WATCH: Aborable Baby Gorilla Born By Rare, Risky Cesarean Section
It’s highly unusual for veterinarians to perform C-sections on gorillas. The western lowland gorilla is critically endangered.

Sea Levels Rose Faster Last Century Than In Previous 2,700 Years, Study Finds
And researchers predict things are going to get worse — their findings suggest sea levels will rise between 1 to 4 feet by 2100.

Academic Medical Centers Get An F In Sharing Research Results
There’s no excuse for not reporting all findings within two years of finishing a clinical study, says Yale University’s Dr. Harlan Krumholz. He calls on his colleagues to do a better job.

Hillary Clinton Hitches Her Health Care Wagon To Obamacare
Rather than sweeping reform, Clinton’s health plan is a collection of tweaks to the Affordable Care Act. The proposed changes are aimed at trimming consumer costs and improving coverage.

Sanders Health Plan Renews Debate On Universal Coverage
Left-leaning economists and Democratic analysts are sparring over Sanders’ proposal of health care for all, paid for by the government. Some who like his aspiration say the numbers don’t add up.

Stroke of Genius: How Derek Amato Became a Musical Savant
Derek Amato wasn’t born a musical savant. He became one—almost instantly—after hitting his head on the bottom of a swimming pool.

Snakes On An Island: Massachusetts Plans Colony To Save Endangered Species
It sounds like the plot for a terrible horror movie, but the plan to build a rattlesnake colony on an abandoned island in the Quabbin Reservoir in central Massachusetts is real. NPR’s Audie Cornish talks to Tom French of the state Division of Fisheries and Wildlife.

Mysterious Ocean Buzz Traced To Daily Fish Migration
Scientists say the buzz picked up by hydrophones in the Pacific may be caused by “fish farts” — the emptying of air bladders that let clouds of fish rise and fall during daily hunts for food.

Is The BP Oil Spill Settlement Money Being Well-Spent?
Gulf states are starting to spend the first of billions from BP’s settlements and fines for the worst environmental disaster in U.S. history — but not all the money is being used for restoration.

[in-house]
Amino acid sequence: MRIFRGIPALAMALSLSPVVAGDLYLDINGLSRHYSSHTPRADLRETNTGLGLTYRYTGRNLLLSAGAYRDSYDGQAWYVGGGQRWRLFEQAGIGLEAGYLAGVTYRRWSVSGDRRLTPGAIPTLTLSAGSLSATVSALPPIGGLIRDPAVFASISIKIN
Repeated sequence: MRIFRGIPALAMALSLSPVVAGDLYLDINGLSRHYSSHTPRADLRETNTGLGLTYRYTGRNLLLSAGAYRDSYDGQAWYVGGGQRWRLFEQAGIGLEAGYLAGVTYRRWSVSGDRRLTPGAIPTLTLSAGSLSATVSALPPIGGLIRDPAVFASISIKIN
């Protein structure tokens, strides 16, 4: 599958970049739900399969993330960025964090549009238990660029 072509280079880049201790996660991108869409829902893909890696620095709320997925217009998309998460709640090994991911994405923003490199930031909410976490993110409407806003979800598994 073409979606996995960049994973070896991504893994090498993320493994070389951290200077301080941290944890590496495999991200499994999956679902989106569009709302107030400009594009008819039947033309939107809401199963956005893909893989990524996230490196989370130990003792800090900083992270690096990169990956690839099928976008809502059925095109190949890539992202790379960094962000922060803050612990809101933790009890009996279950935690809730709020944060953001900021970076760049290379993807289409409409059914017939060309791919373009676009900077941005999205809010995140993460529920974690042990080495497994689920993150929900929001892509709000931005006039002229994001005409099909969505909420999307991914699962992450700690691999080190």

Why Zika-Spreading Mosquitoes Love Feet And Ankles
How do these buggers manage to find and feast on even the smallest cracks of exposed skin? Well to start, they’re really good at sniffing out our B.O.

Strokes On The Rise Among Younger Adults
Fewer people are having strokes now than decades ago. But that improvement seems to be mostly among the elderly. Young people are actually having more strokes, partly because of the rise in obesity.

U.S. Navy Brings Back Navigation By The Stars For Officers
A decade after phasing out celestial navigation from its academy courses, the U.S. Navy has restarted that formal training. The shift comes at a time of growing anxiety over possible threats to GPS.

They Brought Cookies: For A New Widow, Empathy Eases Death’s Pain
Her husband died. Then the neighbors started showing up. They brought soup. Cookies. Tea. But what they really brought was empathy. And that made the pain bearable.

How Brainwaves Allow Paralyzed Musicians To Continue Playing
Linda Wertheimer speaks with Eduardo Miranda and Elisa Bergersen about their project that enables paralyzed musicians to perform again through proxies.

How Scientists Misread The Threat Of Zika Virus
Zika was ignored by infectious disease scientists for years. This happens more often than you might think, especially with diseases discovered in remote regions. A researcher says we can do better.

Residents Return Home After Workers Cap Leaking Gas Well In Los Angeles
Residents are returning to the Los Angeles community of Porter Ranch now that the leaking natural gas well there has been capped.

Mosquitoes. What Are They Good For?
NPR’s Ari Shapiro speaks with Nora Besansky, a professor of biology specializing in mosquitoes, about what would happen if mosquitoes were eradicated.

Honey, Who Shrank The Alligators?
For many, the alligator is the face of the Florida Everglades. But the reptiles are shrinking in size and population, a signal that the watershed might not be doing as well as it should.

VIDEO: Taking Out The Trash At The Space Station
“The deorbit burn and re-entry of Cygnus will not air on NASA TV,” NASA says, somewhat disappointingly. The craft was released over Bolivia on Friday.

Once Parched, Florida’s Everglades Finds Its Flow Again
The Everglades lost half its ecosystem when the Tamiami Trail was built through the heart of the national park, cutting off water flow. Now, a plan to restore the ecosystem is finally going online.